In addition to our search, rescue, and recovery services, one of our key goals is to further the learning and understanding of the general public on how to stay safe in the backcountry. To achieve this goal, you can find us: hanging out at many popular trail heads checking in with people heading into the mountains to see if they are prepared, giving presentations to various outdoor groups along the Front Range of Colorado, and hosting backcountry skills clinics at our team facility. I thought I would share some key tips from time to time to get the word out to the blogosphere of adventurers. Hopefully you will find some nugget of information in here that helps keep you safe in the backcountry.
Tips to avoid backcountry peril:
Take the 10 Essentials on every hike! If you ever find yourself saying … “I’m just going to …” and therefore the implication is you don’t need to take much, please reconsider the decision to not pack any critical items. I can’t tell you how many rescues we do for people who twist / break ankles, fall and hit heads, get lost, the hike takes longer and now it’s getting dark, etc.
Please note this list of things can fit easily into a small daypack
The 10 Essentials give you a chance to survive 24-48 hrs and be found alive.
Set a realistic scheduled and follow your turn-around plan
Do not rely upon electronics – have basic knowledge of how to use a topo map
A cellphone and 911 do not replace preparedness
Do not separate with your party – this is true with VERY few exceptions.
Know the weather forecast before you go and heed any weather indications
Always tell someone your specific plan: where you’re going, what trail, and your estimated return time. Do not deviate from this without letting someone know your changes.
Temperature drops 4 degrees per 1,000 feet of elevation – be prepared for this
Lightening kills – be off summit and ridge lines by 11 am (depending on the forecast for storms)
Altitude sickness is aided only by descent
If lost, stay put
Make yourself findable – wear bright clothing, have whistle / reflective device, fire kit, etc. (See 10 essentials)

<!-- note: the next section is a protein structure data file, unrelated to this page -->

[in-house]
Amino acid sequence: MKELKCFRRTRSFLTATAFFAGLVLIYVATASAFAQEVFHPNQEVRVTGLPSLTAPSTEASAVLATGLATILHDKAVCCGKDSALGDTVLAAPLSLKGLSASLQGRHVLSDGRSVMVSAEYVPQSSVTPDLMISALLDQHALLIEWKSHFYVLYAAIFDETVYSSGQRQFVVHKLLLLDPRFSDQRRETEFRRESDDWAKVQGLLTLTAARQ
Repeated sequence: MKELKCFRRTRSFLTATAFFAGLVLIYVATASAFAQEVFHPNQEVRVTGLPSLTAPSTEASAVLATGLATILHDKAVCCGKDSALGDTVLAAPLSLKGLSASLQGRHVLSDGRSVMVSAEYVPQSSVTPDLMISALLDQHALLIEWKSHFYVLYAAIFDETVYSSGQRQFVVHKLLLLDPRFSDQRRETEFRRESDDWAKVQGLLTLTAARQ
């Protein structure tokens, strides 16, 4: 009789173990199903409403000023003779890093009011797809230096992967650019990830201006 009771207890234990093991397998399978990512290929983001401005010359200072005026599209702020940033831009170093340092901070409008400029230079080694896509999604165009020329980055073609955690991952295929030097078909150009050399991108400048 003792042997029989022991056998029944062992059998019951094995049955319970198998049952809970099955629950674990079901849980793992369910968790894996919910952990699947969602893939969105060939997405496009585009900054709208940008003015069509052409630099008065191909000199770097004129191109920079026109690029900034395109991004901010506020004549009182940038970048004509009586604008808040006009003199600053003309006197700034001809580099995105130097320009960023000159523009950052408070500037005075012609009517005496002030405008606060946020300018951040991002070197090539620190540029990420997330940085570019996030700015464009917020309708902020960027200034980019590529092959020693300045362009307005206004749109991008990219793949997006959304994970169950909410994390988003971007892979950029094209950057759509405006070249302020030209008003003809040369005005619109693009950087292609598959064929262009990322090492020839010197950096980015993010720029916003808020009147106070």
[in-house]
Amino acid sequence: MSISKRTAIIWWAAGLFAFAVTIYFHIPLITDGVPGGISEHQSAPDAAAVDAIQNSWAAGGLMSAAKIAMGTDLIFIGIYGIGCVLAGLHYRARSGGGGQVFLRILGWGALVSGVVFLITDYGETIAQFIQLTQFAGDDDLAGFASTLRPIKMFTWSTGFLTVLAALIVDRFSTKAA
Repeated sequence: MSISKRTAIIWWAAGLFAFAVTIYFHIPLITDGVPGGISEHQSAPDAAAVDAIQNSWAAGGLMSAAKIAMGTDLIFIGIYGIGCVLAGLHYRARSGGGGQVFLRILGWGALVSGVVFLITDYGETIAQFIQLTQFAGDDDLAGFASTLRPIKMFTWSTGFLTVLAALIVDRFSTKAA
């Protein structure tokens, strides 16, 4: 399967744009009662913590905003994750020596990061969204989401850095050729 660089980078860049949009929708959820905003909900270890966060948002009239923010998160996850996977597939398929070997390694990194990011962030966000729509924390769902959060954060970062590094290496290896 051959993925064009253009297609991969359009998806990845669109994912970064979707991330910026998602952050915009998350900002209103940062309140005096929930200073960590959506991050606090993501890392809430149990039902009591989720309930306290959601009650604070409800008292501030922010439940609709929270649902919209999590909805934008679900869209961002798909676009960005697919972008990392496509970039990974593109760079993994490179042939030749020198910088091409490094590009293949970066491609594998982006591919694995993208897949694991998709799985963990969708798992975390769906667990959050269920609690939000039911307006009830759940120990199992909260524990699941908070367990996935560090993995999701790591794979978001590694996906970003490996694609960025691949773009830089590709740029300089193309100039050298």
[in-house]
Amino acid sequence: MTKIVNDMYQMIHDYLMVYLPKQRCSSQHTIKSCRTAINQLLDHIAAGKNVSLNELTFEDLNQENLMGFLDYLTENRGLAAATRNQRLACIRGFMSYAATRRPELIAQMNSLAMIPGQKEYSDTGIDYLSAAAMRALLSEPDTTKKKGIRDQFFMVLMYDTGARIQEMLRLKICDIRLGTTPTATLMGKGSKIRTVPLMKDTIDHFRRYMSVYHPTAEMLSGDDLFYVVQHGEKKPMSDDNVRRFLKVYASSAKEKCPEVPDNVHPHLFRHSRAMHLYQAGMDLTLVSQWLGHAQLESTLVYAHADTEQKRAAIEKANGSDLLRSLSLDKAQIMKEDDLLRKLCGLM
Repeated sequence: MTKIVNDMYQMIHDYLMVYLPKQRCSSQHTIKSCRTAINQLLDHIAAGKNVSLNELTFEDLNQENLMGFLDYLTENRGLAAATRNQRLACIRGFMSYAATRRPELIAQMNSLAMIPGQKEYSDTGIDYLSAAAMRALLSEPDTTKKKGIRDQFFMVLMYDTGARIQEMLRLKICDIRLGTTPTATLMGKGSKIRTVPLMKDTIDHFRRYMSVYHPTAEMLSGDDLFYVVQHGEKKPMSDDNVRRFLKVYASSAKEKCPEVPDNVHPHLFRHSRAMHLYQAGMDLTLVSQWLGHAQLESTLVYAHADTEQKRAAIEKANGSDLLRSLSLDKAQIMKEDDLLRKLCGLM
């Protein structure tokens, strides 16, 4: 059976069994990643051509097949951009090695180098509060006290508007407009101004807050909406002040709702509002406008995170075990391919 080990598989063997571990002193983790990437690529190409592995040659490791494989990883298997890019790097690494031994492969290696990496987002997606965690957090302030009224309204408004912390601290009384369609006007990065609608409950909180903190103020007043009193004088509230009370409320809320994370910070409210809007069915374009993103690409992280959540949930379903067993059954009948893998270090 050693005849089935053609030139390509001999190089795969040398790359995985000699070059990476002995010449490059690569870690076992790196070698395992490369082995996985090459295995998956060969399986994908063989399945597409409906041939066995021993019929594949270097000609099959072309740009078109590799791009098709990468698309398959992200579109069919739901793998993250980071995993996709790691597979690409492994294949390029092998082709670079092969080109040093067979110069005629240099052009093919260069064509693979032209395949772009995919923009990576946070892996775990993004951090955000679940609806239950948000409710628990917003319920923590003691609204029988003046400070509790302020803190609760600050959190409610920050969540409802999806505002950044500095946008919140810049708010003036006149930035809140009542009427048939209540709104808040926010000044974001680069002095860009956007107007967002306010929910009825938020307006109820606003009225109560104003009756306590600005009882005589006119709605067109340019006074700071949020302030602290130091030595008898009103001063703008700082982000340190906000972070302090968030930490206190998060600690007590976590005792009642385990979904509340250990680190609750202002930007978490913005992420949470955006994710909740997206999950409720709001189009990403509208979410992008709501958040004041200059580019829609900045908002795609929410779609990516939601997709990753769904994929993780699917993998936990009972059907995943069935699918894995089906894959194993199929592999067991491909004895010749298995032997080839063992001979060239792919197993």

Do at least some research on the trail / wilderness area you are going to
Don’t have summit fever when all indicators tell you otherwise. Like the famous mountaineer Ed Viesturs said … “live to climb another day.” The mountain will still be there.
Remember … it can happen to you.
Just taking a few steps ahead of time can ensure the best outcomes for when we recreate, no matter what we encounter along the way. If the worst should happen, rest assured that there are dedicated, trained people who will come find you, get you, and take care of you all free of charge.
There we were, in a yellow school bus bumping down the Denali Park Road headed towards the Wonder Lake campground. The weather was cold, cloudy, and drizzly and we were more than a bit bummed that the weather would most likely make us miss out on the amazing views supposedly to be had at the end of the road, at the campground. The thing about Alaska, however, that I learned early on in this trip is that you just need to gear up with good rain gear and head out. Nine times out of ten you will be rewarded with some memorable experience, you would’ve missed out on had you fretted about the weather and stayed in. So, despite the drizzle, we were still headed to Wonder Lake to camp for the night.
Wonder Lake sits almost at the end of the 92 miles of Denali Park Road (DPR) and a mere 26 miles from Denali peak. The DPR is the only road in Denali NP and, the only way for visitors to explore the park. Visitors can only drive a very short section of this road in their own vehicles. The rest of the approximate 90 miles is via yellow school bus and takes about 6 hours. Yep, that’s 6 hours in a school bus like the one you might have ridden in as a child. The same crappy windows that are hard to get up and down, the same green naugahyde seats with minimal cushion, the same limited suspension. Despite the lack of luxury transportation, the 6 hours in our bus actually went by fairly quickly, and was not nearly the torture it first sounded like it might be. Despite the soggy weather, we were rewarded with quite a few breaks in the fog. These clearings afforded us the ability to make out quite a bit of the beauty surrounding us. We were also lucky to see several grizzlies, wolves, and caribou crossing sections of the road – all from the safety of our bus. Dahl bighorn sheep dotted the high ridge lines of the peaks.
Arriving at the Wonder Lake campsite we were definitely happy to be in Denali but definitely bummed that Denali peak, and all the surrounding mountains, were shrouded in heavy cloud cover. We pitched our tents and ate dinner, accepting the fact that we might not get the chance to actually see the peak on this trip. Travel is about the experience right.
What a thrilling surprise then to wake up in the morning, unzip our tents, and be greeted by a bluebird day and the hulking white mass of Denali peak visible in all its splendor. The Denali massif is so impressive from this vantage point, the majesty is really indescribable.
Alaska is amazing for many things, one of them for sure is that it teaches you to just accept the moments you’re given and head out adventuring anyway.
Here are a few tips about camping at Wonder Lake:
Be prepared for the potential for lots of mosquitos. Those fun, little net hats are definitely worth a purchase. The mosquitos, although quite prolific, did not ruin the experience of camping at Wonder Lake.
There are 28 reservable sites
Bear canisters must be obtained and used for almost anything you might be bringing … i.e. toothpaste, chapstick, sunscreen, food, etc. even if it says unscented.